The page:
Video as a part of journals as been on a roll. I haven’t bought it yet, but I love the concept of JoVE: Journal of Visualized Experiments. And, some of the chemistry journals have been slowly adding in author talks, etc. around the edges of publishing.
But this week had two big happenings in video publishing!
IOP announced earlier:
IOP Publishing launches video abstracts in New Journal of Physics – 04
The New Journal of Physics (NJP) has announced the launch of video
abstracts as a new integrated content stream. The new feature is
expected to give all authors the opportunity to go beyond the
constraints of the written article to personally present the importance
of their work to the journal’s global audience. The first examples of
the new author-supplied videos are now live at
And then, today, I saw this:
U.S. Department of Energy
Oak Ridge, TN – Scientific videos highlighting the most exciting research and development
sponsored by the U.S. Department of Energy (DOE<http://www.energy.gov/>) are now available
through ScienceCinema<http://www.osti.gov/sciencecinema>. The multimedia search tool was launched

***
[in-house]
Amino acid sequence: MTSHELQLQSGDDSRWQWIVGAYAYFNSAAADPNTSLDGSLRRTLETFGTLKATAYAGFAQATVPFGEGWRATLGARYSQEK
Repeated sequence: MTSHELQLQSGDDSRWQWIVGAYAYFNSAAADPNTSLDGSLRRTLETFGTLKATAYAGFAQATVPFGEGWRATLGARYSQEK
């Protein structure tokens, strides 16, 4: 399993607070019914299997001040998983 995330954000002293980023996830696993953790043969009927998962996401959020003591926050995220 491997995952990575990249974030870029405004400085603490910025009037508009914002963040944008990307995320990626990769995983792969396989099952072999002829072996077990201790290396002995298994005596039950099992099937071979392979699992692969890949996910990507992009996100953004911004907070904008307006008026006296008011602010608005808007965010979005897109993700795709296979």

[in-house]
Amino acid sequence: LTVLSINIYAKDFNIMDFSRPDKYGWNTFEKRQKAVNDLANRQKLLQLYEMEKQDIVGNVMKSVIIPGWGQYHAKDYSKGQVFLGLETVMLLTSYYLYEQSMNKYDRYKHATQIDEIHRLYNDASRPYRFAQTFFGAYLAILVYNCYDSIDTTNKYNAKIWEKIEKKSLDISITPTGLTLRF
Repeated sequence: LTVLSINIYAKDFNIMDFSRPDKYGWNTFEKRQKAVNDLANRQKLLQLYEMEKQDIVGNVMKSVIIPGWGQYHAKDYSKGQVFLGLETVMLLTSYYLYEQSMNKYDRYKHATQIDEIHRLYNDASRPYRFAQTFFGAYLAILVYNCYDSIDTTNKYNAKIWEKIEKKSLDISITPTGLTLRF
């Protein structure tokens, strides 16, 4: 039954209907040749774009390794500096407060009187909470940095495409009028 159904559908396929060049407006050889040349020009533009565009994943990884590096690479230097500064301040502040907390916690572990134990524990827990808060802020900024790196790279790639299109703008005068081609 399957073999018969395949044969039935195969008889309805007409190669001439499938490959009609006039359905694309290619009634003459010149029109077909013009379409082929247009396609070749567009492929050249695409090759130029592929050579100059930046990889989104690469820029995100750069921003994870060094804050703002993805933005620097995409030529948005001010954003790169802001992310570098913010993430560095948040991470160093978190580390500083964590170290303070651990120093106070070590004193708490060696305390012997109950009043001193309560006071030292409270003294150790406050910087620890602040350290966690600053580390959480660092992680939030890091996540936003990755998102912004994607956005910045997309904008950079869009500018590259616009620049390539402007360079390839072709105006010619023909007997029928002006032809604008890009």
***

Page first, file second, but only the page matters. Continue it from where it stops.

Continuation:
today as part of a one-day workshop, “Multimedia and Visualization Innovations for Science,”
jointly hosted by Microsoft and the International Council
for Scientific and Technical Information (ICSTI), held in Redmond, Washington.
As mobile use increases, the availability of watching videos on mobiles will increase, so I am thrilled that more are becoming available. But, more than that, I love the ability of scientists to capture more than what they might be able to put into a scientific article. How inspiring this could be for our future scientists!
I know this puts a lot of pressure on other publishers to do the same, but perhaps authors can help with this effort.
At Rice, we are starting a new film contest. We had a contest last year too, and one of the submissions was a fantastic biography piece about why a student had chosen to become a cognitive science major. Most likely, students involved at the university level in telling their digital story, will want to incorporate that same skill into their academic portfolio, and even, their lab work.But, if the skills are developed at the undergraduate university level, or high school level, they will already have them when they start their research work.
There are fabulous resources for digital storytelling. Some of my favorites:
- CogDogRoo: 50 ways to tell a digital story
- Lisa Spiro’s links on digital storytelling
- Lawrence Lessig on writing for the 21st century (50 minute address on YouTube)